themselves to these institutions as expressions of a shared cause for which they had made
sacrifices. But by 2003 only a minority of Order members were involved in all of these
institutions. Some lived in family situations; more lived on their own or in informal
arrangements with friends. Some had careers; others had found individual ways of
supporting themselves. It had even ceased to be the norm that the great majority of Order
members had a substantial involvement in FWBO centres. Connected with the sense of a
normative lifestyle was a normative set of views that followed Sangharakshita’s. Along
with disagreements about gender there were others on sex, families, Christianity and
‘pseudo-liberalism’. It was clear that individuals had the freedom to disagree; but did
such views nonetheless represent the position of the movement? Could an FWBO centre
propagate a differing view? People in the FWBO could easily feel that, to the extent that
their views and lifestyles differed from the perceived orthodoxy, they were outside the
movement.

Whatever the causes, there were signs that all was not well in the movement, and these
indications had been discussed extensively in the Madhyamaloka Meeting. Leaving aside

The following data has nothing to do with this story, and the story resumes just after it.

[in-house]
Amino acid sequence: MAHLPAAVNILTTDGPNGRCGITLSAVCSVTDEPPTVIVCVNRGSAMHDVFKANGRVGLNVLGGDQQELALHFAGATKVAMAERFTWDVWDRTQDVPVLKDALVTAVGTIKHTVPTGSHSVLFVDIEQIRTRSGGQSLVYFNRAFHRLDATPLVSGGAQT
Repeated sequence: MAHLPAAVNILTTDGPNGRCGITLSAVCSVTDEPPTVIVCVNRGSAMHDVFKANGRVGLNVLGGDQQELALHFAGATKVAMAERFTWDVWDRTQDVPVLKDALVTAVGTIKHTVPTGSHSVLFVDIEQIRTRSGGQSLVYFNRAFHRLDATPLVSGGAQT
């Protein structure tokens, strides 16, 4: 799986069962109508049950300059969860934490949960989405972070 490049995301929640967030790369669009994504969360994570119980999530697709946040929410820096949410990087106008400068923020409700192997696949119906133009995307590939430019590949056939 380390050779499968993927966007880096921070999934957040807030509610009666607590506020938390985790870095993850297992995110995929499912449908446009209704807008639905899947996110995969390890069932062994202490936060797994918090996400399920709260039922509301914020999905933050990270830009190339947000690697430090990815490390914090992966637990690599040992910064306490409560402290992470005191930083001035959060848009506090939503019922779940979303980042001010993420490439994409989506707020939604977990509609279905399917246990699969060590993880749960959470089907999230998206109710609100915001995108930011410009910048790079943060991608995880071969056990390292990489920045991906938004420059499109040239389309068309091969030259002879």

India, while the number of women requesting ordination was increasing, the number of
men was going down. From a peak of 92 in 1998, the number decreased every year,
eventually reaching a low of 32 in 2003. And, for all the exhortations to expand the
movement, very few new urban FWBO centres had opened in the 1990s. Conversely, the
most encouraging new development in the 1990s was the Buddhafield collective which
runs camping retreats and festivals. It had started off as a rebellious alternative to
mainstream FWBO centres and been regarded with some suspicion by many others in the
movement, and its success suggested that energy lay outside the FWBO’s mainstream.
Arguably the structures that followed Sangharakshita, which were intended to offer clear
leadership and provide a check on ethical breaches, had tended to inhibit autonomy and
initiative. They placed unrealistic expectations and unsustainable burdens on the leaders,
and perhaps exacerbated tendencies to passivity, deference and disgruntlement within the
Order as a whole. In a letter to the Order June 2003 Subhuti described ‘the dichotomy of